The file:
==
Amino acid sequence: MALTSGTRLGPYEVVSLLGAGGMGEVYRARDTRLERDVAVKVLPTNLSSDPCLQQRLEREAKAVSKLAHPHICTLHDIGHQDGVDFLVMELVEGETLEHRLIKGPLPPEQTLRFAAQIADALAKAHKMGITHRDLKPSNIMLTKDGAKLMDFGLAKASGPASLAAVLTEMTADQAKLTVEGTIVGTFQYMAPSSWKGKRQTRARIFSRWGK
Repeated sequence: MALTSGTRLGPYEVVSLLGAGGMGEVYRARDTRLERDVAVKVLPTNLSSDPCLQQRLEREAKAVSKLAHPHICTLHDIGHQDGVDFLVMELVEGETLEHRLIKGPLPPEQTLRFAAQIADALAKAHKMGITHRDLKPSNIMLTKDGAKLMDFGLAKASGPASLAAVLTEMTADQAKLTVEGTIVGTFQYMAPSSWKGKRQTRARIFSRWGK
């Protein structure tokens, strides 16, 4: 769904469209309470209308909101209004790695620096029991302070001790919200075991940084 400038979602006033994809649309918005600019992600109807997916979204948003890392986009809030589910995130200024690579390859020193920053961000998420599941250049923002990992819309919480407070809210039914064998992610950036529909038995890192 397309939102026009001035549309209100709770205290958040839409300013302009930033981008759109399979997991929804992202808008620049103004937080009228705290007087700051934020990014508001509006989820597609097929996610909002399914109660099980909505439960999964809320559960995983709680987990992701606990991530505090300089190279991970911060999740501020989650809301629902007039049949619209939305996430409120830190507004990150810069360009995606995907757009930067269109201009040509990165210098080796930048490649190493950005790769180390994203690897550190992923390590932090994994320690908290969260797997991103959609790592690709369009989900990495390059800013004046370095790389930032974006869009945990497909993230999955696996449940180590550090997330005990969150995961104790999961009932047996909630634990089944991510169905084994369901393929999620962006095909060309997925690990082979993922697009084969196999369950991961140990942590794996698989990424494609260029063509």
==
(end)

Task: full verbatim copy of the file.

Amino acid sequence: MALTSGTRLGPYEVVSLLGAGGMGEVYRARDTRLERDVAVKVLPTNLSSDPCLQQRLEREAKAVSKLAHPHICTLHDIGHQDGVDFLVMELVEGETLEHRLIKGPLPPEQTLRFAAQIADALAKAHKMGITHRDLKPSNIMLTKDGAKLMDFGLAKASGPASLAAVLTEMTADQAKLTVEGTIVGTFQYMAPSSWKGKRQTRARIFSRWGK
Repeated sequence: MALTSGTRLGPYEVVSLLGAGGMGEVYRARDTRLERDVAVKVLPTNLSSDPCLQQRLEREAKAVSKLAHPHICTLHDIGHQDGVDFLVMELVEGETLEHRLIKGPLPPEQTLRFAAQIADALAKAHKMGITHRDLKPSNIMLTKDGAKLMDFGLAKASGPASLAAVLTEMTADQAKLTVEGTIVGTFQYMAPSSWKGKRQTRARIFSRWGK
């Protein structure tokens, strides 16, 4: 769904469209309470209308909101209004790695620096029991302070001790919200075991940084 400038979602006033994809649309918005600019992600109807997916979204948003890392986009809030589910995130200024690579390859020193920053961000998420599941250049923002990992819309919480407070809210039914064998992610950036529909038995890192 397309939102026009001035549309209100709770205290958040839409300013302009930033981008759109399979997991929804992202808008620049103004937080009228705290007087700051934020990014508001509006989820597609097929996610909002399914109660099980909505439960999964809320559960995983709680987990992701606990991530505090300089190279991970911060999740501020989650809301629902007039049949619209939305996430409120830190507004990150810069360009995606995907757009930067269109201009040509990165210098080796930048490649190493950005790769180390994203690897550190992923390590932090994994320690908290969260797997991103959609790592690709369009989900990495390059800013004046370095790389930032974006869009945990497909993230999955696996449940180590550090997330005990969150995961104790999961009932047996909630634990089944991510169905084994369901393929999620962006095909060309997925690990082979993922697009084969196999369950991961140990942590794996698989990424494609260029063509």